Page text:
1. The impression I got from MVG was that the anisotropic scaling tested was one using the elliptical axes of the points (which would explain the “extra effort” necessary) vs OpenCV, which just scales along the X and Y axis, and actually takes less effort. For only 4 points, I’d bet all the methods considered give very similar results, so it makes sense to use the cheapest one.

  3. Hi, nghiaho12!
    The excellent implementation of easy acceleration singular value decomposition from CPU based GSL SVD (BLAS) on CUDA.
    In this code we find Homography Matrix (3×3) for optimal perspective transformation between 2D src & 2D dst points.
    Also you write good article how to find the optimal/best rotation and translation between 3D src & 3D dst points: http://nghiaho.com/?page_id=671

    But how can I find Homography Matrix (3×3) for optimal perspective transformation between 3D src & 2D dst points. Where 2D points are the projection of 3D points on some plane.
    Is this enough to change code only in this part – add Z, or do I must to do something else?

    for(int i=0; i < 4; i++) {
    float srcx = (src[i].x – src_mean.x)*src_scale;
    float srcy = (src[i].y – src_mean.y)*src_scale;
    float srcz = (src[i].z – src_mean.z)*src_scale; // added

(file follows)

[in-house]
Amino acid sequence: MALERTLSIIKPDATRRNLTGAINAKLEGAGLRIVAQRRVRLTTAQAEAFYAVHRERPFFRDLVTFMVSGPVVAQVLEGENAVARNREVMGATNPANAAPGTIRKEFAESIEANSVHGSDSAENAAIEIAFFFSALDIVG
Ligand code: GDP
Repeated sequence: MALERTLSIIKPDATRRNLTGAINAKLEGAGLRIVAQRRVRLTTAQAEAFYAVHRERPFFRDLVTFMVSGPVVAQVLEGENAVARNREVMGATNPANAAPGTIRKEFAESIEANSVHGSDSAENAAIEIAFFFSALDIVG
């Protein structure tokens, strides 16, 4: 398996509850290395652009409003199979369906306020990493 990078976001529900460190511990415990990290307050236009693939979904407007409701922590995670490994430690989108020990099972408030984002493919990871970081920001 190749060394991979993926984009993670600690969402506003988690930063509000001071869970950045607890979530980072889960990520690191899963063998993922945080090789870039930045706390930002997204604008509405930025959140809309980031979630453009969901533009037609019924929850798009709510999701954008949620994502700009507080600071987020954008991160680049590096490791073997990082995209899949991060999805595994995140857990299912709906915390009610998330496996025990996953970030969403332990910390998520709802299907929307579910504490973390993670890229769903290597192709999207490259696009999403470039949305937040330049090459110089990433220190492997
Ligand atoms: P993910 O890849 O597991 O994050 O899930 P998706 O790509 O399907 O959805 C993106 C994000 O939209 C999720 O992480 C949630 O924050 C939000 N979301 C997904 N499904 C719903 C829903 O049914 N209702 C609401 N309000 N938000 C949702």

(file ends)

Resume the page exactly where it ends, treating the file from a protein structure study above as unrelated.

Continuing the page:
float dstx = (dst[i].x – dst_mean.x)*dst_scale;
    float dsty = (dst[i].y – dst_mean.y)*dst_scale;

    int y1 = (i*2 + 0)*9;
    int y2 = (i*2 + 1)*9;

    // First row
    X.data[y1 + 0] = 0.0f;
    X.data[y1 + 1] = 0.0f;
    X.data[y1 + 2] = 0.0f;

    X.data[y1 + 3] = -srcx;
    X.data[y1 + 4] = -srcy;
    X.data[y1 + 5] = -srcz; //-1.0f;

    X.data[y1 + 6] = dsty*srcx;
    X.data[y1 + 7] = dsty*srcy;
    X.data[y1 + 8] = dsty*srcz; // dsty;

    // Second row
    X.data[y2 + 0] = srcx;
    X.data[y2 + 1] = srcy;
    X.data[y2 + 2] = srcz; // 1.0f;

    X.data[y2 + 3] = 0.0f;
    X.data[y2 + 4] = 0.0f;
    X.data[y2 + 5] = 0.0f;

    X.data[y2 + 6] = -dstx*srcx;
    X.data[y2 + 7] = -dstx*srcy;
    X.data[y2 + 8] = -dstx*srcz; //-dstx;
    }

    // Fill the last row
    float srcx = (src[3].x – src_mean.x)*src_scale;
    float srcy = (src[3].y – src_mean.y)*src_scale;
    float srcz = (src[3].z – src_mean.z)*src_scale; // added
    float dstx = (dst[3].x – dst_mean.x)*dst_scale;
    float dsty = (dst[3].y – dst_mean.y)*dst_scale;

    X.data[8*9 + 0] = -dsty*srcx;
    X.data[8*9 + 1] = -dsty*srcy;
    X.data[8*9 + 2] = -dsty*srcz; //-dsty;

    X.data[8*9 + 3] = dstx*srcx;
    X.data[8*9 + 4] = dstx*srcy;
    X.data[8*9 + 5] = dstx*srcz; //dstx;

    X.data[8*9 + 6] = 0.0f;
    X.data[8*9 + 7] = 0.0f;
    X.data[8*9 + 8] = 0.0f;

    bool ret = linalg_SV_decomp_jacobi(&X, &V, &S);

    1. You can’t do this using 3×3. You need the 3×4 projection matrix P, which is made up of P = K*[R|t]. K is the camera matrix, R rotation, t translation. Solving this is quite complex from memory. I never done it myself.